It’s what I do best as a writer. It’s an art. It takes a great deal of skill, but I hope to meet up to the demands of it. I study Dickens all the time to see how he did it, with David Copperfield and with Pip in Great Expectations.
But how was the experience different, writing from the point of view of Christ?
Well, it was very tough. Christ, in my view, is God. He’s God and man. And he put aside his omniscience and his divine knowledge in order to experience things as a human being, through temptation and pain and suffering. I think scripture tells us pretty clearly that’s what really happened with Christ. So to write from the first person point of view with that character took a lot of control. I was trying to get the character in whom I believe; I wasn’t making somebody up. I had to be very careful. But it’s not very different than writing any book. Even if you’re writing a book about a total fantasy character, you are trying to get an authentic feel, a coherence, for that character. It’s just that the rules about that coherence were a little different with this one.
And why not write in first person from the point of view of another character?
Because it’s been done. Over and over.
How did the writing of this book deepen your faith?
It made me put my money where my mouth was. If I said I believed in Jesus as the son of the Virgin Mary, it made me work it out—how it could have been day to day. What was the experience like? It’s very easy to say you believe in Jesus, you believe in the Magi and the Virgin Mary. But if you really believe this, then you believe it happened in time. It was a day to day thing. It really occurred. And I had to work out how it might have gone down—what the probable reality was. How people were whispering in Nazareth about Mary. How Jesus might have had to talk his way into the synagogue, because there was some question about his birth. I had to work that out—a probable reality. Of course it’s fiction. I’m not writing anything but fiction. But the whole idea of the fiction is to bring people closer to that story. And to be absolutely faithful to that story.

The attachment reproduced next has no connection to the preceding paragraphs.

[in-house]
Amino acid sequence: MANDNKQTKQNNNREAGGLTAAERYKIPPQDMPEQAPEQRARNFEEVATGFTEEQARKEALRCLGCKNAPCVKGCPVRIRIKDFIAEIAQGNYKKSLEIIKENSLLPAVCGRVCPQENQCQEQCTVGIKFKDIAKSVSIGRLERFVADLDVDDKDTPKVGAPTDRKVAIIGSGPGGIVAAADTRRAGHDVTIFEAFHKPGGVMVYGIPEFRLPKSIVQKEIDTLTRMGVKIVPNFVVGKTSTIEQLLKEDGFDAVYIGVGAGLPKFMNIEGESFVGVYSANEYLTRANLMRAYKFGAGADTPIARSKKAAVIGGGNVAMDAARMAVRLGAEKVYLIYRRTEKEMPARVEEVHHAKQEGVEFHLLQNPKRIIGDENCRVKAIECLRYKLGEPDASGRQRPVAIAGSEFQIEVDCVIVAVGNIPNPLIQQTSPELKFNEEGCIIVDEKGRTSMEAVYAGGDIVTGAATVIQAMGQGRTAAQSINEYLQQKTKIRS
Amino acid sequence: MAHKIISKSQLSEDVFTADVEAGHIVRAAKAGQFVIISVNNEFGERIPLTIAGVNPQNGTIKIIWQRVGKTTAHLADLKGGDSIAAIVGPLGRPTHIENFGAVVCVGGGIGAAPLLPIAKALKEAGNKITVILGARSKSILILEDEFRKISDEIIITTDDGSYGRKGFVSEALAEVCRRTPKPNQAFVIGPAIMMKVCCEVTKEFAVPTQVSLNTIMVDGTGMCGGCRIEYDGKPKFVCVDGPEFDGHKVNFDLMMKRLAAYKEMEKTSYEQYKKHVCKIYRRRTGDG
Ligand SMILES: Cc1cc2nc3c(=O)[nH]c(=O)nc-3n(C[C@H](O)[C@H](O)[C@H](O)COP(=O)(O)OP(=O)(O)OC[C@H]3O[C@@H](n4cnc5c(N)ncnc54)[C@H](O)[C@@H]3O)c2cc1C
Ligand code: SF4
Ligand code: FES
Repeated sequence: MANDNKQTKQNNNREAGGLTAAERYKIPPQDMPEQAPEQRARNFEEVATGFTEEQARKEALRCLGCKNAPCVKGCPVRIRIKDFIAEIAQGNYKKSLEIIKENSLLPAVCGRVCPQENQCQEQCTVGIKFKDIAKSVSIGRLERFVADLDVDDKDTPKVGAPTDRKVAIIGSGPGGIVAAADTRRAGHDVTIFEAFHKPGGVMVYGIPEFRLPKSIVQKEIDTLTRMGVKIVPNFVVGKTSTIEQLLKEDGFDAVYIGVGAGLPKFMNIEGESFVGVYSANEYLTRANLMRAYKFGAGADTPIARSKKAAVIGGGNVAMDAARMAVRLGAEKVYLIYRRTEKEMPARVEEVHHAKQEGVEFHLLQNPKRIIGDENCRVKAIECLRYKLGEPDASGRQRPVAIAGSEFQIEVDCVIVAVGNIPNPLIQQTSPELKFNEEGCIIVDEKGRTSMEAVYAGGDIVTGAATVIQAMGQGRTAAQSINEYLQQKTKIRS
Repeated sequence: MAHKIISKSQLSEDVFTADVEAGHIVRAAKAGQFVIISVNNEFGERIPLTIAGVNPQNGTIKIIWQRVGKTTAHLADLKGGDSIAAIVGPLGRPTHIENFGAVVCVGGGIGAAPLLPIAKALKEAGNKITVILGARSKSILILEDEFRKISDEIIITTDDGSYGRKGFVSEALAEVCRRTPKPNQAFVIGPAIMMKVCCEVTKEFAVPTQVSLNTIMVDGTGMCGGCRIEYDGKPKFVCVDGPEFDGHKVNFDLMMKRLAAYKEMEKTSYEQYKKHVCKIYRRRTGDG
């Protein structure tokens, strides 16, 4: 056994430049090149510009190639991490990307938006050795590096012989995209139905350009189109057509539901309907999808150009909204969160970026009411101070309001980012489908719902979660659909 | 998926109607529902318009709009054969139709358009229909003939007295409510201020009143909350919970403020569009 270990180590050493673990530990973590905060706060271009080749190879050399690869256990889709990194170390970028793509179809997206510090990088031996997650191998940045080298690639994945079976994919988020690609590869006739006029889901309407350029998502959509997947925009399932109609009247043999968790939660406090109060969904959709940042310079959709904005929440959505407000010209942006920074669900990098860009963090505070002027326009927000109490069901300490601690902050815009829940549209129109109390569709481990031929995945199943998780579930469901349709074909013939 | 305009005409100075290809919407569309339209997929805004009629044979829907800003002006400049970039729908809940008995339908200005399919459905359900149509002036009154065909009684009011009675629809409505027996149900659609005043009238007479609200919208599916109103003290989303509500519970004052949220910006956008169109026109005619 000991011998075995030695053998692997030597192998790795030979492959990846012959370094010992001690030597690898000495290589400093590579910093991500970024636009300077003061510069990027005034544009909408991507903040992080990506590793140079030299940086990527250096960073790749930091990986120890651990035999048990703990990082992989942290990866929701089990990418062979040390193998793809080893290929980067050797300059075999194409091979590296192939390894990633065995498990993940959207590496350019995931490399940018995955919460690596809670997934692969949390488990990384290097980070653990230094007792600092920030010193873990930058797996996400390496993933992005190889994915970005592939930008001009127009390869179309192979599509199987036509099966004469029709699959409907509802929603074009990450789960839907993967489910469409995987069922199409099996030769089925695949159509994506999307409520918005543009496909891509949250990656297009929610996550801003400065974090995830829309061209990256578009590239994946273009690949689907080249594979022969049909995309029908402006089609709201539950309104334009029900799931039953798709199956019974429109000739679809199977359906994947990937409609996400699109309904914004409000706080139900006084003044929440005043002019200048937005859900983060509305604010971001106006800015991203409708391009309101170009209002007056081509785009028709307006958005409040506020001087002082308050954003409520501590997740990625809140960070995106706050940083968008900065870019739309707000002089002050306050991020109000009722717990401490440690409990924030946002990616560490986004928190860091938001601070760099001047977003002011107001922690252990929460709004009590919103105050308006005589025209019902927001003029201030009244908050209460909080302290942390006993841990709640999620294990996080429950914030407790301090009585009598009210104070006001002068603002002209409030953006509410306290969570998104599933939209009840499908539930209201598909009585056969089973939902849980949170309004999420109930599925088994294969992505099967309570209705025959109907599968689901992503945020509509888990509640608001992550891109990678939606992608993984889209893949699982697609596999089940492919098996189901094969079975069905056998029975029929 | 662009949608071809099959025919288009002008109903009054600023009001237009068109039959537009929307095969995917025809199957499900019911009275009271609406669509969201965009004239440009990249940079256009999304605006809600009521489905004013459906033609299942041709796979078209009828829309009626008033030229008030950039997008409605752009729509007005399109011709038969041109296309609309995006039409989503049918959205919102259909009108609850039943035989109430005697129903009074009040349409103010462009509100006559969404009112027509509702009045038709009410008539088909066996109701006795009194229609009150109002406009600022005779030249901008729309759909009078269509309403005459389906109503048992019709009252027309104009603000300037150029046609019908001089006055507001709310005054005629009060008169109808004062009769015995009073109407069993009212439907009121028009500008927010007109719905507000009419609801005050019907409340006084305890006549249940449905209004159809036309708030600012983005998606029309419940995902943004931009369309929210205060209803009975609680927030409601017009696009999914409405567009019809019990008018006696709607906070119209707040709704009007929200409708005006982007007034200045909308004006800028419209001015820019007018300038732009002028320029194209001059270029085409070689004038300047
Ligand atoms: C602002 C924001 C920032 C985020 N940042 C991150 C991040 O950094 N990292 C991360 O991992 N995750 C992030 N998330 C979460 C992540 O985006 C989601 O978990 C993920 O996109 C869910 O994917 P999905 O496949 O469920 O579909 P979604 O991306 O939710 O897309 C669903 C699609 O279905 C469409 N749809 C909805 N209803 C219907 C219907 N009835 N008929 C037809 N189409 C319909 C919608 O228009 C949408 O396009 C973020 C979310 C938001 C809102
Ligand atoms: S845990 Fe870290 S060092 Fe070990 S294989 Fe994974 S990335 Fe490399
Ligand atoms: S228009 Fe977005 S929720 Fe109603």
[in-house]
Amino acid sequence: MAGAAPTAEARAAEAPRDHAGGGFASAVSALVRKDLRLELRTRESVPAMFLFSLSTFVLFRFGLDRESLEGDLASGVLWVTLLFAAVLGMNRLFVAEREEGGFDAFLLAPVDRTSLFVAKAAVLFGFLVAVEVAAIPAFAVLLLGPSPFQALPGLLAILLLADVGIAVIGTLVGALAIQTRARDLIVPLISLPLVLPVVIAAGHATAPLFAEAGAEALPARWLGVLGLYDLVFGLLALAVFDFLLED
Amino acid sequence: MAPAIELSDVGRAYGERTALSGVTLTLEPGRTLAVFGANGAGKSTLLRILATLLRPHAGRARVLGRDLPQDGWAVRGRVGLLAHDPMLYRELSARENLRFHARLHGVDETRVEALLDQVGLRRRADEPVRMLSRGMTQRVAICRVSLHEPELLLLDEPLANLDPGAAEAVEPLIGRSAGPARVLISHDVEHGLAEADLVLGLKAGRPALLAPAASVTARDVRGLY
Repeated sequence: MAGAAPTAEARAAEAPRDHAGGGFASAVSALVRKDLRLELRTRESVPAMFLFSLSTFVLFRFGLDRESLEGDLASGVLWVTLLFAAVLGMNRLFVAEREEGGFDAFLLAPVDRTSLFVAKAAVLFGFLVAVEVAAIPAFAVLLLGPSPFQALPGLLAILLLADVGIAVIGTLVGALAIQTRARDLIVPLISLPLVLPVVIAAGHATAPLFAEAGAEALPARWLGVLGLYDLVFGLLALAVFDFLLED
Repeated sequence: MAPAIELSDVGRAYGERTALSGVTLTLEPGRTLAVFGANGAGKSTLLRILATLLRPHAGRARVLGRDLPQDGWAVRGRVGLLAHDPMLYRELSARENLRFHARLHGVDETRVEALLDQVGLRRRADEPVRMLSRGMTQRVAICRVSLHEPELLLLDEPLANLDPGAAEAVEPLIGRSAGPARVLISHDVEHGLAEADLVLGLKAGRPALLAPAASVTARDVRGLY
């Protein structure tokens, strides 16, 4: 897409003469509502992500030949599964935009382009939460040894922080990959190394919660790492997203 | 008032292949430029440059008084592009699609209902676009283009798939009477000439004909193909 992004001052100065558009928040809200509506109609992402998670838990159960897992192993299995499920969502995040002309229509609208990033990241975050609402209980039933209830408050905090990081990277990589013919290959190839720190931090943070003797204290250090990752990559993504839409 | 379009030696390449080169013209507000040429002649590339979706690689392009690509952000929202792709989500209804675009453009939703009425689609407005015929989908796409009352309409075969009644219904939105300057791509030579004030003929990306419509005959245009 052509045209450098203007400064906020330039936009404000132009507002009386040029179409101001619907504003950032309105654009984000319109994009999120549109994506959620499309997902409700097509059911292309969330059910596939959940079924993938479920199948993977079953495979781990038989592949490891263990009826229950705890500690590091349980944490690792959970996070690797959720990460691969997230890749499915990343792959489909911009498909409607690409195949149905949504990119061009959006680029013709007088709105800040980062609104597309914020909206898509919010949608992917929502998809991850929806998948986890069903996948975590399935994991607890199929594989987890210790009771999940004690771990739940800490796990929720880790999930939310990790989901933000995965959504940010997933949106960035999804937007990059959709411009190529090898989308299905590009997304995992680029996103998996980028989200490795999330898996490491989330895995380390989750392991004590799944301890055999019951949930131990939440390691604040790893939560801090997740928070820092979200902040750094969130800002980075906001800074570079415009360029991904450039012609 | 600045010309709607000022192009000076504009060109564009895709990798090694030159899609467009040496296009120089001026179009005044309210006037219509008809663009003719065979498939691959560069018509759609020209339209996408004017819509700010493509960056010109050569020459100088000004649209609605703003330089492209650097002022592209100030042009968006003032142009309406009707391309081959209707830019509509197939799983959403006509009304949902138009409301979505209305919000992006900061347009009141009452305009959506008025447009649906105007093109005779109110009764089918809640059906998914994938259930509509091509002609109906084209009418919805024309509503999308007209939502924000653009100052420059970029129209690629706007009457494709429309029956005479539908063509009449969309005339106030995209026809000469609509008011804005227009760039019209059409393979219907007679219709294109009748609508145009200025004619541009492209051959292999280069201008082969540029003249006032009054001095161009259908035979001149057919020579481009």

'If I said I believed in Jesus as the son of the Virgin Mary, I had to work out how it might have gone down—what the probable reality was.'
Your treatment of the infancy narratives, for example, is faithful to the Gospels. The book’s greatest achievement, for me, is that it makes the story seem not only plausible, but likely.
Exactly—that was the idea for the whole book.
Some critics have lamented that you didn’t do something more “literary.”
Yeah, but that’s easy. Anybody can do something other than the Gospel accounts. The big challenge was to do them. But sure, there are people who feel that way. There have been a few reviews by people who expected a liberal, “Jesus Seminar” Jesus. They wanted me to question. That’s fine. But those reviews aren’t of any use. They are asking the book to be something other than what it’s telling you it is.
The prose in the book has been described as incantatory, prayerful, restrained. Do you see your writing now as a form of prayer?
There are a few moments in the book in which the child Jesus’ thoughts turn to prayers, and he unexpectedly enters an almost ecstatic state. What was it like to write those scenes?
Oh, it was a great pleasure. You can’t write scenes like that by plan. The character falls into reflection and experiences recognition or joy…you only discover that as you’re writing. You work up to it. You enter a scene knowing what you want to achieve, but you have to accommodate the surprises as they come. And one of the best surprises is the deepening of the scene: the character goes forward, leaps beyond what you’ve done up to that point in the book. I’m very grateful when that happens. For years, as an agnostic when I was writing, I was grateful to fate when that happened. Now, I’m grateful that as a Christian I might be able to capture an experience like that [prayer], and that it may be of value to somebody.